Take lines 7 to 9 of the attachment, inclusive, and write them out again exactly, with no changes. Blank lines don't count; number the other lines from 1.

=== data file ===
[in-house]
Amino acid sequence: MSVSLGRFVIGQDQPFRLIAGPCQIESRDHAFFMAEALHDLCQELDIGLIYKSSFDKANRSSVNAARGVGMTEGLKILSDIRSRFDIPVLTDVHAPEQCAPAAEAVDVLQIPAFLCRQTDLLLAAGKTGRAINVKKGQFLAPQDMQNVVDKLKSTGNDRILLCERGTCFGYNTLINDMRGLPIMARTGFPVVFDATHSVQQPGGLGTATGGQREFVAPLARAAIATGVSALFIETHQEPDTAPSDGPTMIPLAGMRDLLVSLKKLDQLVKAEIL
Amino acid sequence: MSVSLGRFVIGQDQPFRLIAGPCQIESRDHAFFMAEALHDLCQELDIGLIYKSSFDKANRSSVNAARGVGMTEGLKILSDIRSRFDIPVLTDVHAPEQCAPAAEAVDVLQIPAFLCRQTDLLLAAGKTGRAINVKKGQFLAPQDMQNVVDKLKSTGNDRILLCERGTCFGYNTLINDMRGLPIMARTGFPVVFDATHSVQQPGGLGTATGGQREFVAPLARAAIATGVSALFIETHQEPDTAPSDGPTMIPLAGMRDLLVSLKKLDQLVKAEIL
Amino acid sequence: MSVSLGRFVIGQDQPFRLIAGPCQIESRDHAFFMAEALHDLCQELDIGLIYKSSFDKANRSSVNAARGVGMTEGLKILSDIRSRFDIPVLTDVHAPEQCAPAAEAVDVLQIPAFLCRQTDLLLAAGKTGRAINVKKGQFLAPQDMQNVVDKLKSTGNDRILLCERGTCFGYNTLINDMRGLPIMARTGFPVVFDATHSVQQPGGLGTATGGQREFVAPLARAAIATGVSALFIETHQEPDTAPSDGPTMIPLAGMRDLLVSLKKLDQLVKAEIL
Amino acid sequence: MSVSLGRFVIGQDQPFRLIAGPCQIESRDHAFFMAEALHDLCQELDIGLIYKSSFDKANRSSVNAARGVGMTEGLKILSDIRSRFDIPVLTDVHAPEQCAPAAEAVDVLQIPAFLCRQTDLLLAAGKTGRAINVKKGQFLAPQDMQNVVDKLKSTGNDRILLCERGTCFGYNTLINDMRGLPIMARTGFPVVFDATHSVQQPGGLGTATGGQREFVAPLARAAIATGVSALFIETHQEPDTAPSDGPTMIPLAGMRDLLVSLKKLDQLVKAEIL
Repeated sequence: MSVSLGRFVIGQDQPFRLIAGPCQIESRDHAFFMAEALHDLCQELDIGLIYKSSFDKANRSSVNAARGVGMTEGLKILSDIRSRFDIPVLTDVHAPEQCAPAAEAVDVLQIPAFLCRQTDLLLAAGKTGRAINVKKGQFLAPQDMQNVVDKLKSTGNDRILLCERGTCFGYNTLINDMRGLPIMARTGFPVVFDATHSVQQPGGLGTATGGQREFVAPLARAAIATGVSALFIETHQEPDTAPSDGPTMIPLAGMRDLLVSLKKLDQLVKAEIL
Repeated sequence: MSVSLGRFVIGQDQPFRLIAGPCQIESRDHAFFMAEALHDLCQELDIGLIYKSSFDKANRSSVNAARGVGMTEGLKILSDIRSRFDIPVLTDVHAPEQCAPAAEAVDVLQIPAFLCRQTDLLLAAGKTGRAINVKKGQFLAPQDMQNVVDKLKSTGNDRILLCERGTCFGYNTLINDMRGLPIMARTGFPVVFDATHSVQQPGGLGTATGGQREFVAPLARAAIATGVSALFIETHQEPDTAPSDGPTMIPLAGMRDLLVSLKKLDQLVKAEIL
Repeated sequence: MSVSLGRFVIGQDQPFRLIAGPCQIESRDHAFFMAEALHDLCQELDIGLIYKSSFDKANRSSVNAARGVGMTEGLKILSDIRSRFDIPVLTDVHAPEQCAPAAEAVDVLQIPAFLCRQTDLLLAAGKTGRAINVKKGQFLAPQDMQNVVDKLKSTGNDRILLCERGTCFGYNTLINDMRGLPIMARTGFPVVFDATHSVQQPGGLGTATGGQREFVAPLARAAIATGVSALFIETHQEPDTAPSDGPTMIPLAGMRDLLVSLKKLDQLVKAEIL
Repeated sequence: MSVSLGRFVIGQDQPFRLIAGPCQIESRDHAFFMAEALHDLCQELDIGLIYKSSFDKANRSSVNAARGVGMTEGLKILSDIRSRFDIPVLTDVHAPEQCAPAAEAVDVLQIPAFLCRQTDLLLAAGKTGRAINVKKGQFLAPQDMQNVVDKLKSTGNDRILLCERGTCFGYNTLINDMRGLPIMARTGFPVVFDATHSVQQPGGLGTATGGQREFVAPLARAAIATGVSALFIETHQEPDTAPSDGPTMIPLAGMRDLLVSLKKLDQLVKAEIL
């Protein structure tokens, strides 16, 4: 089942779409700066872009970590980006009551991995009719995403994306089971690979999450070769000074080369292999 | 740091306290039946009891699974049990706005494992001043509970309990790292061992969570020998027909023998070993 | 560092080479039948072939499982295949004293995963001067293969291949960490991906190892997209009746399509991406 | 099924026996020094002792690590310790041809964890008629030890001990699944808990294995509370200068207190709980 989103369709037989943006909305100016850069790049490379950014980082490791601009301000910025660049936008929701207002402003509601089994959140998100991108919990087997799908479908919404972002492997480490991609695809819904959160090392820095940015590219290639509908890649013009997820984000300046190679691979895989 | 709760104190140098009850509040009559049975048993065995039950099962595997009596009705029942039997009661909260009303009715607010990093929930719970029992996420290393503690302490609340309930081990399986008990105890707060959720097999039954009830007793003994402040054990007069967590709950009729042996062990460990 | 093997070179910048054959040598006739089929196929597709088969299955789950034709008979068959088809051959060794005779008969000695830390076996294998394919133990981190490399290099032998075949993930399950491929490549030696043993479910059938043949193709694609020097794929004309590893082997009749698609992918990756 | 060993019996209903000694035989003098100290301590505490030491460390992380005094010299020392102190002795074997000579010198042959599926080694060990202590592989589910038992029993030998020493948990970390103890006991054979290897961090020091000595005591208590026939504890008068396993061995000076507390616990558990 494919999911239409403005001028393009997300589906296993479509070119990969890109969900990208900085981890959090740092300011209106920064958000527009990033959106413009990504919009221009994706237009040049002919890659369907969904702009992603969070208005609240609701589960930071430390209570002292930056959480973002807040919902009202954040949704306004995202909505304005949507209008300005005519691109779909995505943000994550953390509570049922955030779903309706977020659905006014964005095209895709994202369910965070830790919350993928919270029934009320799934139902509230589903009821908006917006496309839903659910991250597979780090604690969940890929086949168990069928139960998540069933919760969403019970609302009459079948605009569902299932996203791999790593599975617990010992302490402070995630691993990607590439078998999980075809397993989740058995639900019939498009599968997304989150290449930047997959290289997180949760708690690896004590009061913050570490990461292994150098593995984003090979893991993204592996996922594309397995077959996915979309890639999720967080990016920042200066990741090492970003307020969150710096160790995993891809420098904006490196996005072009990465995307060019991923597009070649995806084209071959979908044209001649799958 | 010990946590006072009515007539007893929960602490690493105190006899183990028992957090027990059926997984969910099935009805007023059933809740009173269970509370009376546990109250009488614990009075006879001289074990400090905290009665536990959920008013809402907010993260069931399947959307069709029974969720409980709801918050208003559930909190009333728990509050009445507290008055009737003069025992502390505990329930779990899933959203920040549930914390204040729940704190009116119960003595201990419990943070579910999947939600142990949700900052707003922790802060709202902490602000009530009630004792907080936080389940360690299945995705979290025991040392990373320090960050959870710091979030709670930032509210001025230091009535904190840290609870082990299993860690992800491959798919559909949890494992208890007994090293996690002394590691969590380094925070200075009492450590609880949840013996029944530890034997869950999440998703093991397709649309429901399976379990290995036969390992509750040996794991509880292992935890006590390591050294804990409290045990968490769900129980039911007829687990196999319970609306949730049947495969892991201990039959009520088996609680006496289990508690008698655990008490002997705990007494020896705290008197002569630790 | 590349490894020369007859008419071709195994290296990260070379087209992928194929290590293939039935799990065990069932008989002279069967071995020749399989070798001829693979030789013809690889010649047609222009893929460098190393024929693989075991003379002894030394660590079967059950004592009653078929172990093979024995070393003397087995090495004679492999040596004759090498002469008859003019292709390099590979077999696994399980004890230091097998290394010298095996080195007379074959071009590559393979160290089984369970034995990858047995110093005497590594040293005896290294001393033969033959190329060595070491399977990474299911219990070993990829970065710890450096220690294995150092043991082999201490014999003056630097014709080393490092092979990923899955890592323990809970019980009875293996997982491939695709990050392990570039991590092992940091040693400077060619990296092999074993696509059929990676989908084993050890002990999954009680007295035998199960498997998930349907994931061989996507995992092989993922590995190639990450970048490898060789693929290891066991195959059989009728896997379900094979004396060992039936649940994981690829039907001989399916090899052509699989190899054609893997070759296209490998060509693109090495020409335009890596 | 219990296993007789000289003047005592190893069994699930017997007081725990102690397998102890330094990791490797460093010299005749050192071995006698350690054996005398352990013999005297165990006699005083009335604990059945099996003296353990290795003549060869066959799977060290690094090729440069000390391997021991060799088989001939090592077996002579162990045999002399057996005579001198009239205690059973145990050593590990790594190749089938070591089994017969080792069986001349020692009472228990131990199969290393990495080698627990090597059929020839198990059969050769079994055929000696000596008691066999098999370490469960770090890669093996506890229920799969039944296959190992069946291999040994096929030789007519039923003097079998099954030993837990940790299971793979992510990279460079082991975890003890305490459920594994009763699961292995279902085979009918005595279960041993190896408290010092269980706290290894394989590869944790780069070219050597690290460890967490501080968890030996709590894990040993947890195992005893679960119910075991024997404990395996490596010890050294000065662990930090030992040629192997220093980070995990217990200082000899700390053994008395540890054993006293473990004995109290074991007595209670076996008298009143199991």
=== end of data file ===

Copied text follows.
Repeated sequence: MSVSLGRFVIGQDQPFRLIAGPCQIESRDHAFFMAEALHDLCQELDIGLIYKSSFDKANRSSVNAARGVGMTEGLKILSDIRSRFDIPVLTDVHAPEQCAPAAEAVDVLQIPAFLCRQTDLLLAAGKTGRAINVKKGQFLAPQDMQNVVDKLKSTGNDRILLCERGTCFGYNTLINDMRGLPIMARTGFPVVFDATHSVQQPGGLGTATGGQREFVAPLARAAIATGVSALFIETHQEPDTAPSDGPTMIPLAGMRDLLVSLKKLDQLVKAEIL
Repeated sequence: MSVSLGRFVIGQDQPFRLIAGPCQIESRDHAFFMAEALHDLCQELDIGLIYKSSFDKANRSSVNAARGVGMTEGLKILSDIRSRFDIPVLTDVHAPEQCAPAAEAVDVLQIPAFLCRQTDLLLAAGKTGRAINVKKGQFLAPQDMQNVVDKLKSTGNDRILLCERGTCFGYNTLINDMRGLPIMARTGFPVVFDATHSVQQPGGLGTATGGQREFVAPLARAAIATGVSALFIETHQEPDTAPSDGPTMIPLAGMRDLLVSLKKLDQLVKAEIL
Repeated sequence: MSVSLGRFVIGQDQPFRLIAGPCQIESRDHAFFMAEALHDLCQELDIGLIYKSSFDKANRSSVNAARGVGMTEGLKILSDIRSRFDIPVLTDVHAPEQCAPAAEAVDVLQIPAFLCRQTDLLLAAGKTGRAINVKKGQFLAPQDMQNVVDKLKSTGNDRILLCERGTCFGYNTLINDMRGLPIMARTGFPVVFDATHSVQQPGGLGTATGGQREFVAPLARAAIATGVSALFIETHQEPDTAPSDGPTMIPLAGMRDLLVSLKKLDQLVKAEIL